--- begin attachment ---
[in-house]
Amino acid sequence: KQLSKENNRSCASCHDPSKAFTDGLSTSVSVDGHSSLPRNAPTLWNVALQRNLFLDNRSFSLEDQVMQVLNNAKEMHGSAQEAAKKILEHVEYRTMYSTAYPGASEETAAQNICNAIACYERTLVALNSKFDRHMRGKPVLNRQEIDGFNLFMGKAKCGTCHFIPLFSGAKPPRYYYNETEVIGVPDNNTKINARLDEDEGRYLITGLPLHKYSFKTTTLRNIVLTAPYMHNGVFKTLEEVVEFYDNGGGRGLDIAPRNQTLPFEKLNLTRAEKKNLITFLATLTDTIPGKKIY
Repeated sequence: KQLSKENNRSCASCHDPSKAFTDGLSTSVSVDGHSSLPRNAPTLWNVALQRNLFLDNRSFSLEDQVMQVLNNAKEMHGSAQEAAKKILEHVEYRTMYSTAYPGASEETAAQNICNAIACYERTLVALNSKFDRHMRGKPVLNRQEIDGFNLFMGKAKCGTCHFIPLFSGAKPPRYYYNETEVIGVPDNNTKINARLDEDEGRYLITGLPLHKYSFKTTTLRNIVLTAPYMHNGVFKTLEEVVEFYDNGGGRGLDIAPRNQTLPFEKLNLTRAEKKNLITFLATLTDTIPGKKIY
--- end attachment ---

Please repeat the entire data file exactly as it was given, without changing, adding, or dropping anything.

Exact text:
[in-house]
Amino acid sequence: KQLSKENNRSCASCHDPSKAFTDGLSTSVSVDGHSSLPRNAPTLWNVALQRNLFLDNRSFSLEDQVMQVLNNAKEMHGSAQEAAKKILEHVEYRTMYSTAYPGASEETAAQNICNAIACYERTLVALNSKFDRHMRGKPVLNRQEIDGFNLFMGKAKCGTCHFIPLFSGAKPPRYYYNETEVIGVPDNNTKINARLDEDEGRYLITGLPLHKYSFKTTTLRNIVLTAPYMHNGVFKTLEEVVEFYDNGGGRGLDIAPRNQTLPFEKLNLTRAEKKNLITFLATLTDTIPGKKIY
Repeated sequence: KQLSKENNRSCASCHDPSKAFTDGLSTSVSVDGHSSLPRNAPTLWNVALQRNLFLDNRSFSLEDQVMQVLNNAKEMHGSAQEAAKKILEHVEYRTMYSTAYPGASEETAAQNICNAIACYERTLVALNSKFDRHMRGKPVLNRQEIDGFNLFMGKAKCGTCHFIPLFSGAKPPRYYYNETEVIGVPDNNTKINARLDEDEGRYLITGLPLHKYSFKTTTLRNIVLTAPYMHNGVFKTLEEVVEFYDNGGGRGLDIAPRNQTLPFEKLNLTRAEKKNLITFLATLTDTIPGKKIY